Photoshop Tutorial: Create a Smart Object Photo Template
The late (great!) sci-fi author Douglas Adams once said, "I love deadlines. I like the whooshing noise they make as they go by." Sadly, that "whooshing noise" is far too familiar, and in today's economically stressed world deadlines are mission critical. After all, to get money in your pocket you have to get projects out the door! Unfortunately for most creatives, the sun rises each day only to illuminate a mile-long to-do list and mountains of email. Heck, it's a wonder we're able to get out of bed at all!
Thankfully, Photoshop's Smart Objects make it easy for you to work smarter instead of harder, saving tons of time. In this tutorial you'll learn what a Smart Object is, why they're useful, and how you can use them to make some of the slickest photo templates you've ever seen. Then use what you've learned to create limitless smart effects of your own!
What's a Smart Object?
While Adobe refers to a Smart Object as a container, "miracle layer" is a better fit. Smart Objects (which debuted back in Photoshop CS2) let you work with all kinds of image files, even those that weren't created with Photoshop (think Camera Raw and vector files). When you open an image as a Smart Object, or place one in an existing document, Photoshop remembers everything about the original, including its size and file format. This lets you:
Resize content without losing quality. Instead of resizing the instance (a copy) of the content that you inserted into your document, Photoshop remembers information about the original, resizes that, and then places that information back into your image (leaving the actual original file safely unaltered). It doesn't matter whether that original lives elsewhere on your hard drive (a vector, Camera Raw file, and so on), or right there in your Photoshop document (on another layer, say). In the blink of an eye, Photoshop updates your document with the newly resized content. If it's a vector-based image, you can make it honkin' big and it won't look blocky. If it's a pixel-based image, be sure not to exceed the image's original size. And if you're running CS4, you can also use the full range of Transform commands on Smart Objects.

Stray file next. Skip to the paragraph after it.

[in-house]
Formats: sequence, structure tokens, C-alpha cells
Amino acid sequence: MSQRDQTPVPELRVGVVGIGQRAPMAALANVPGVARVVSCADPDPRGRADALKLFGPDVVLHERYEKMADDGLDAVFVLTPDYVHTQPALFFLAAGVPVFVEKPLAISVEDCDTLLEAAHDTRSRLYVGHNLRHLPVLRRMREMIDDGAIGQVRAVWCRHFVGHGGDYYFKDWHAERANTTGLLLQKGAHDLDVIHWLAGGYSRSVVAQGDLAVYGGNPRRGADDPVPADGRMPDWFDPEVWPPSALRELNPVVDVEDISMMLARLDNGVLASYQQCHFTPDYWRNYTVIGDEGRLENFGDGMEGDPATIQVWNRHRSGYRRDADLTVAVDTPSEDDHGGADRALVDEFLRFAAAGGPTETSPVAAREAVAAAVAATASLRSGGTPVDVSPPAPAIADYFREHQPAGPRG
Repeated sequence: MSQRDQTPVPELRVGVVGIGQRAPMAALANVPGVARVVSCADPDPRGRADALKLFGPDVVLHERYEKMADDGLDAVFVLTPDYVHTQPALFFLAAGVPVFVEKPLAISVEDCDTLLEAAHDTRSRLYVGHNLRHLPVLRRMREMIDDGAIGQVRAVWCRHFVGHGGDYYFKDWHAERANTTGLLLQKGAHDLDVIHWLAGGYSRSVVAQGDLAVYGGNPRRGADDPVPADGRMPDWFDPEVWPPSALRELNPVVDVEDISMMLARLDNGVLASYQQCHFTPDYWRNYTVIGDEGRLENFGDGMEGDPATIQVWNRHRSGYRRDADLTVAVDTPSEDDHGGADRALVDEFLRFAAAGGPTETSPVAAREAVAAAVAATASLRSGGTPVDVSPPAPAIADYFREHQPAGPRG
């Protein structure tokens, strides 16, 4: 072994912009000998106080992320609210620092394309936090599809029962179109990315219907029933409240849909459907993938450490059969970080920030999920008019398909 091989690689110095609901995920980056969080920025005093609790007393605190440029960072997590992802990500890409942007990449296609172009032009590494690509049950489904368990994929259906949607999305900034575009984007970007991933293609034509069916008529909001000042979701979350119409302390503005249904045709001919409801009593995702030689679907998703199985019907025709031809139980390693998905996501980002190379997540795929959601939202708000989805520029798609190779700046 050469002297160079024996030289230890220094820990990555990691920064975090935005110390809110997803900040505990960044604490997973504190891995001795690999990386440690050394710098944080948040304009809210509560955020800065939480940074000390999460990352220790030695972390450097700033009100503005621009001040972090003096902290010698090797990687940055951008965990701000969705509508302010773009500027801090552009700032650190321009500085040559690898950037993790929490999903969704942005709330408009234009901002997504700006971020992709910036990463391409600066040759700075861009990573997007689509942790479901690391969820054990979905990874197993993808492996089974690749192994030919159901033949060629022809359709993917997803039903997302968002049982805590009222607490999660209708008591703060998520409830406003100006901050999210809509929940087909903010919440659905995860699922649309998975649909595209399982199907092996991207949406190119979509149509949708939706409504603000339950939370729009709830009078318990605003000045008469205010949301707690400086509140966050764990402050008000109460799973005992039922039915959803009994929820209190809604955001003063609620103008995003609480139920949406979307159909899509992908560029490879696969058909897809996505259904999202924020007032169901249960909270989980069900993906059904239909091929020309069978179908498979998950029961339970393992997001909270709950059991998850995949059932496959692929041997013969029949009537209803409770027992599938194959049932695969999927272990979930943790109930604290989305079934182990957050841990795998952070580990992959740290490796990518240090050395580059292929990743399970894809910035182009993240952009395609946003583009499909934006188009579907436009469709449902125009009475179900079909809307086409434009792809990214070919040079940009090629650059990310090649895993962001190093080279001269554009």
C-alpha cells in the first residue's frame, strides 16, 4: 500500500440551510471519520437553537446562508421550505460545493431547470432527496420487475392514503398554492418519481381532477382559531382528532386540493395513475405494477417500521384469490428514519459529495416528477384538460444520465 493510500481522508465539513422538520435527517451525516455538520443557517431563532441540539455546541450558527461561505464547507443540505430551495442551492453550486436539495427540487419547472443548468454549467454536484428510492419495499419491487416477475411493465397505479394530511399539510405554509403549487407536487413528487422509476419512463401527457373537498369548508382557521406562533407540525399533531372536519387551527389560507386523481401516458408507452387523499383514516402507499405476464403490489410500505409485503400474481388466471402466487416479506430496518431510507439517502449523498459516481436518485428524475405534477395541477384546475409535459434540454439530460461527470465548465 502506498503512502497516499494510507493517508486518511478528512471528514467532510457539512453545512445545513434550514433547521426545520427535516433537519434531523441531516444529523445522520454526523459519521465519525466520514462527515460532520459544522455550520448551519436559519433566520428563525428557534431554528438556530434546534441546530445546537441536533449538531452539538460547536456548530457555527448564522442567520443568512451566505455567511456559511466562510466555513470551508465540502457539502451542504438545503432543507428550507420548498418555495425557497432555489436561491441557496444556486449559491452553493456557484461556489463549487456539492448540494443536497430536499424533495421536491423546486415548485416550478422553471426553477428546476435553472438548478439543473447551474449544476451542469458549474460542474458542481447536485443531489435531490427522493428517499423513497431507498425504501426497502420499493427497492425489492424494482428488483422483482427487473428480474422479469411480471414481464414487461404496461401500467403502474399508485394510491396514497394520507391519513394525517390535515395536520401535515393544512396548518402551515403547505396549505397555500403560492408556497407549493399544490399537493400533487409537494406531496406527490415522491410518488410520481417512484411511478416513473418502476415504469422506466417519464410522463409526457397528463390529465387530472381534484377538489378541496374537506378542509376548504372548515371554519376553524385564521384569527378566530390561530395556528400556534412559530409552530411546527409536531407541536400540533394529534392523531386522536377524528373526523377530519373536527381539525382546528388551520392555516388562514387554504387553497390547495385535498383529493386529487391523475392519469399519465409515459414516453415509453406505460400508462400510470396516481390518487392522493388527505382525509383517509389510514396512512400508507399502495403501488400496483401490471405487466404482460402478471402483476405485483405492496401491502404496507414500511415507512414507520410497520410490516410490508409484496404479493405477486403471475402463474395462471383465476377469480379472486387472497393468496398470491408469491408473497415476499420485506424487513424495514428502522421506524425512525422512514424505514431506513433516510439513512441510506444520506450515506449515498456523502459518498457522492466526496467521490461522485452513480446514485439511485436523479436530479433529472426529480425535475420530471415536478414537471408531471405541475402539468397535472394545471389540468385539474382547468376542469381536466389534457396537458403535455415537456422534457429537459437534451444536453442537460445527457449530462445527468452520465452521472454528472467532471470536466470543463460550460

Compress a bunch of layers into a single layer nondestructively. Unlike merging layers, you can convert several layers into a single Smart Object and preserve the original layers. This is helpful if Photoshop's choking on the number of layers you've got in your document, or if you want to edit several layers as if they were one (such as when you're applying layer styles)
Run filters nondestructively. When you run a filter on a Smart Object, the filtering happens on a new layer. That way you can tweak or undo the effects of the filter. They even come with their own layer mask allowing you to hide the filter effect in certain areas. Look for more on Smart Filters in a future tutorial.
Update multiple instances of the same content. If you've placed the same content in several places in your document -- like a big logo in one spot and a smaller version of the same logo somewhere else -- and you make changes to the original file, Photoshop automatically updates it for you wherever it appears in your document. Sweet!
Swap content. Once you've formatted a Smart Object just right, you can swap its contents for another image, and the new image will take on the original's attributes. This is powerful magic when it comes to making creative templates that you can use over and over, but with different images (photographers love this kind of thing).